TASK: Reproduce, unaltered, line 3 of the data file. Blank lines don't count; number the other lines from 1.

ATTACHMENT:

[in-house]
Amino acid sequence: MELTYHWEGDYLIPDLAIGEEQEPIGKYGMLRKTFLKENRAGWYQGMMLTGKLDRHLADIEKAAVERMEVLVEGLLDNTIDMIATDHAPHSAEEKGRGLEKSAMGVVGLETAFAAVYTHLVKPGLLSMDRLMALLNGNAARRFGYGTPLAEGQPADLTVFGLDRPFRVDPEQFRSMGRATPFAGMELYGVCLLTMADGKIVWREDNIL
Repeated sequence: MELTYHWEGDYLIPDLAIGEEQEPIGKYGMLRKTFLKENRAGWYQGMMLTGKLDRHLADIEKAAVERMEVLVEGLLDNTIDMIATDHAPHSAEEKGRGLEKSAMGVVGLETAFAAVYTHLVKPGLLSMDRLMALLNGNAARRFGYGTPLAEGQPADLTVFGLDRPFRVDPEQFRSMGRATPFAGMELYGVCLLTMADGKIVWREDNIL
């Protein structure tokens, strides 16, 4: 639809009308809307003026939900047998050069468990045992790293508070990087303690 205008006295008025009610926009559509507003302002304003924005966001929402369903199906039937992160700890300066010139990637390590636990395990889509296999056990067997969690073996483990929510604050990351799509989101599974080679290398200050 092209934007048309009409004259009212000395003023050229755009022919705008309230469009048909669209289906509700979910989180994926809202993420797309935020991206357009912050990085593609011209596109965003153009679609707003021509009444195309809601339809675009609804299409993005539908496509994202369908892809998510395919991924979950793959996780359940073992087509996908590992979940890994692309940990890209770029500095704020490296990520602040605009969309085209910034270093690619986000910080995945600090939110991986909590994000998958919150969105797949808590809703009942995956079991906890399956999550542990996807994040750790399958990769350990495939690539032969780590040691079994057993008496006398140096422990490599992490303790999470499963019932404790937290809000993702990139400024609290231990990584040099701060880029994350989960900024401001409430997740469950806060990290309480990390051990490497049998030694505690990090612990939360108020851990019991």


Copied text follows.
Repeated sequence: MELTYHWEGDYLIPDLAIGEEQEPIGKYGMLRKTFLKENRAGWYQGMMLTGKLDRHLADIEKAAVERMEVLVEGLLDNTIDMIATDHAPHSAEEKGRGLEKSAMGVVGLETAFAAVYTHLVKPGLLSMDRLMALLNGNAARRFGYGTPLAEGQPADLTVFGLDRPFRVDPEQFRSMGRATPFAGMELYGVCLLTMADGKIVWREDNIL